This category is defined by surface-to-volume ratios. Oak particles that range from less than 1mm in any direction to pieces about 4 to 8mm in their longest dimensions and less than 1 to 2mm in any other dimension would qualify for this category (see Figure 1 A, B, C, D).

One of the first oak alternative products to be marketed to wineries in the United States in the 1970s was Cellulo's Oak-more. This product was sold both as an oak-extracted wine product that could be blended into the primary wine and as a granulated, sawdust-like product that the winery could extract on its own. Just like today, winemakers often did not want to be identified as using this product, but it was sold by the ton to many wineries. I remember visiting wineries in California and, on my tour of the facility, seeing very narrow steeply conical-bottom tanks stuck off in a corner out of the view of the main cellar that were being used for making oak extractions.

Figure 4
 

Some winemakers (and wine writers) claim that they can tell a "chipped" wine by the taste. As with many new techniques, there has been a long learning curve as winemakers worked with these products, and just as a wine can be over-oaked in an oak barrel, misusing oak alternatives can just as easily ruin a good wine. I have been using oak alternatives for more than 30 years, and have had occasions to run side-by-side experiments with barrels and oak alternative treatments on the same wine. The differences between the two have been minimal. I believe that how the manufacturer handles the toasting process, and how the winemaker does the extraction are key to using oak alternatives for quality wines that will never be accused of being "chipped."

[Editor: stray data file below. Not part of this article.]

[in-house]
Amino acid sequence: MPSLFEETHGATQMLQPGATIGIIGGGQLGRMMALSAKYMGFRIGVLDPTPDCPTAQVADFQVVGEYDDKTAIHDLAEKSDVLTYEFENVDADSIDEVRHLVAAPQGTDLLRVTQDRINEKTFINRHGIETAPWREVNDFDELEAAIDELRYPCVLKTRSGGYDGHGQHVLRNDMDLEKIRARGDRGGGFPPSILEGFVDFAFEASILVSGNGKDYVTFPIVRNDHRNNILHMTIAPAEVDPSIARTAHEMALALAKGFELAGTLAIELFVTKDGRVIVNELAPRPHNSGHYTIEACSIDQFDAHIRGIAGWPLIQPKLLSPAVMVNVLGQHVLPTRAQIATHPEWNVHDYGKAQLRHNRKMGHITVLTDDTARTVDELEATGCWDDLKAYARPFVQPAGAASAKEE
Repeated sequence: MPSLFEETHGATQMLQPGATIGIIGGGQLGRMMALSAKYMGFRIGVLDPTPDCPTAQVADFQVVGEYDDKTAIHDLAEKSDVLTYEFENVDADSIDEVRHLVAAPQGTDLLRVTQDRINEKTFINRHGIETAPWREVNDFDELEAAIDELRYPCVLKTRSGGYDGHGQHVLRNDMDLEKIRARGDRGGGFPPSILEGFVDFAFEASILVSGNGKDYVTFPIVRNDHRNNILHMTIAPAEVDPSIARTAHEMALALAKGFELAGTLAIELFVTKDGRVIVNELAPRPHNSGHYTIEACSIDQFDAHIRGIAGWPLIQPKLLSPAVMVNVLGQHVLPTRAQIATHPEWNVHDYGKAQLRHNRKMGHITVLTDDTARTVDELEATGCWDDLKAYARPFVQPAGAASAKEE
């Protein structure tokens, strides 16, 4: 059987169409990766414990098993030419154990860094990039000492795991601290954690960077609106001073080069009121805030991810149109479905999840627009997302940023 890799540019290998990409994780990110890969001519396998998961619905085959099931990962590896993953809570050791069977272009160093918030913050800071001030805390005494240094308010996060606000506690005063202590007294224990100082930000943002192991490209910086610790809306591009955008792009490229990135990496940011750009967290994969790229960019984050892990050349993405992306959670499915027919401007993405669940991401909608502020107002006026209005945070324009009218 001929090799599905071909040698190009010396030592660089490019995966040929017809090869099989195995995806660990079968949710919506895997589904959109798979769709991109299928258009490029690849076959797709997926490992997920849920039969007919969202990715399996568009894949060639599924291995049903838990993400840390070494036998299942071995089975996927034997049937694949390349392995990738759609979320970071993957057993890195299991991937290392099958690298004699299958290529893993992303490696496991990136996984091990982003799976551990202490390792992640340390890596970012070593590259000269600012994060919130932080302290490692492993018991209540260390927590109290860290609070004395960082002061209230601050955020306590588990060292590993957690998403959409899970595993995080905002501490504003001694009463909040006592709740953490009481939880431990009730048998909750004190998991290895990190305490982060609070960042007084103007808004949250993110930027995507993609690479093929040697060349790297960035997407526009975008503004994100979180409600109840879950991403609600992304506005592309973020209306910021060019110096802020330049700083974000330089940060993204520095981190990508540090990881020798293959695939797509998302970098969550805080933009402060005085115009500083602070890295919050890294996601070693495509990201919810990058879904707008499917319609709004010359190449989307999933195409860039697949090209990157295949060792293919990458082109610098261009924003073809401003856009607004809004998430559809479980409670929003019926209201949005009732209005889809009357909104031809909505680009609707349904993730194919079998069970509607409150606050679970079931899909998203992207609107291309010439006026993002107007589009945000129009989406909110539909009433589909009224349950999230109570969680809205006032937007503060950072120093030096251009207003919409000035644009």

The use of oak alternatives evolved slowly, partly because of these issues of acceptance by the industry, but also partly because of the wording of the Code of Federal Regulations nomenclature governing the rules of use for these products. For many years, oak additions were limited to fining additions, and oak alternatives could not be toasted prior to use. Once that rule was modified in the late 1980s, a wide range of products was developed that have improved many wines. In the 1990s research continued on the use of oxygen in winemaking, which resulted in the first micro-oxygenation equipment, and on the sources of oak flavor from barrels.

Compounds Found in Oak Wood